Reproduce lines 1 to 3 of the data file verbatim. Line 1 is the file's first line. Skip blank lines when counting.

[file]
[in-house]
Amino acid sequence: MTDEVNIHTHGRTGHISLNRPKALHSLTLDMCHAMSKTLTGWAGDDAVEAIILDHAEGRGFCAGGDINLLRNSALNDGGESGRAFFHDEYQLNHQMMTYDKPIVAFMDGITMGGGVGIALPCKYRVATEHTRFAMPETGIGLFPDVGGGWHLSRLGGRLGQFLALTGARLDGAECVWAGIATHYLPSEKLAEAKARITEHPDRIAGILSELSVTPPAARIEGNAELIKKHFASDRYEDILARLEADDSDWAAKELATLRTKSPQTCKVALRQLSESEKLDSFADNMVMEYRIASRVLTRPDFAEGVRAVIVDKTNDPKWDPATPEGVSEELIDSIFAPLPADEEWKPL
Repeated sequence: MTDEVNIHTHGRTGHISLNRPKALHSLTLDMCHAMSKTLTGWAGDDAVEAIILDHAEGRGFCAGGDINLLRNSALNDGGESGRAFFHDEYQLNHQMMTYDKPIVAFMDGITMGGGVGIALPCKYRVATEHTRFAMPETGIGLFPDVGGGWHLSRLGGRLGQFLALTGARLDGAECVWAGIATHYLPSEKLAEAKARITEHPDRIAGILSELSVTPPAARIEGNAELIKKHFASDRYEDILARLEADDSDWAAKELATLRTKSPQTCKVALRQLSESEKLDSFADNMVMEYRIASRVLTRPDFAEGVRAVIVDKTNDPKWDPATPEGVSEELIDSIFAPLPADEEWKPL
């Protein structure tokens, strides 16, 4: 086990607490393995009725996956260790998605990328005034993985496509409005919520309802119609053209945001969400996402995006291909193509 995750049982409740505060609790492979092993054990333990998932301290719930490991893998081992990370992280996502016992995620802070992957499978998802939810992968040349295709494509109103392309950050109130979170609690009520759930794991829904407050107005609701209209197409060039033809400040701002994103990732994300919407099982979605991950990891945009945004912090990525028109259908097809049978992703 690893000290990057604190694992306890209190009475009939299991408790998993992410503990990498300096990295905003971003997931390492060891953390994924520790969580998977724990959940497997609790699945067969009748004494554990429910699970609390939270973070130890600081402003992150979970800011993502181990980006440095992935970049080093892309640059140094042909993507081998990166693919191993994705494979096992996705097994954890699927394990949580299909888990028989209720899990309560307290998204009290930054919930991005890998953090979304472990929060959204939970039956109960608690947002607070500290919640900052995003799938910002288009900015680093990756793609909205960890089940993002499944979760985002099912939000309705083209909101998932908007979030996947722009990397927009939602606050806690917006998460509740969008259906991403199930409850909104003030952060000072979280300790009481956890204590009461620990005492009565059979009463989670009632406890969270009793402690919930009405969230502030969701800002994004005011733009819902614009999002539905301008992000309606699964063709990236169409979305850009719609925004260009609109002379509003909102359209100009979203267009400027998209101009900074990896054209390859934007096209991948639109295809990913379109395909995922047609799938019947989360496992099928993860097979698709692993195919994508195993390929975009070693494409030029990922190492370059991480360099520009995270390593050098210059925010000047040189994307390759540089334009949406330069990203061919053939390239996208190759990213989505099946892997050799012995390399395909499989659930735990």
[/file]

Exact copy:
[in-house]
Amino acid sequence: MTDEVNIHTHGRTGHISLNRPKALHSLTLDMCHAMSKTLTGWAGDDAVEAIILDHAEGRGFCAGGDINLLRNSALNDGGESGRAFFHDEYQLNHQMMTYDKPIVAFMDGITMGGGVGIALPCKYRVATEHTRFAMPETGIGLFPDVGGGWHLSRLGGRLGQFLALTGARLDGAECVWAGIATHYLPSEKLAEAKARITEHPDRIAGILSELSVTPPAARIEGNAELIKKHFASDRYEDILARLEADDSDWAAKELATLRTKSPQTCKVALRQLSESEKLDSFADNMVMEYRIASRVLTRPDFAEGVRAVIVDKTNDPKWDPATPEGVSEELIDSIFAPLPADEEWKPL
Repeated sequence: MTDEVNIHTHGRTGHISLNRPKALHSLTLDMCHAMSKTLTGWAGDDAVEAIILDHAEGRGFCAGGDINLLRNSALNDGGESGRAFFHDEYQLNHQMMTYDKPIVAFMDGITMGGGVGIALPCKYRVATEHTRFAMPETGIGLFPDVGGGWHLSRLGGRLGQFLALTGARLDGAECVWAGIATHYLPSEKLAEAKARITEHPDRIAGILSELSVTPPAARIEGNAELIKKHFASDRYEDILARLEADDSDWAAKELATLRTKSPQTCKVALRQLSESEKLDSFADNMVMEYRIASRVLTRPDFAEGVRAVIVDKTNDPKWDPATPEGVSEELIDSIFAPLPADEEWKPL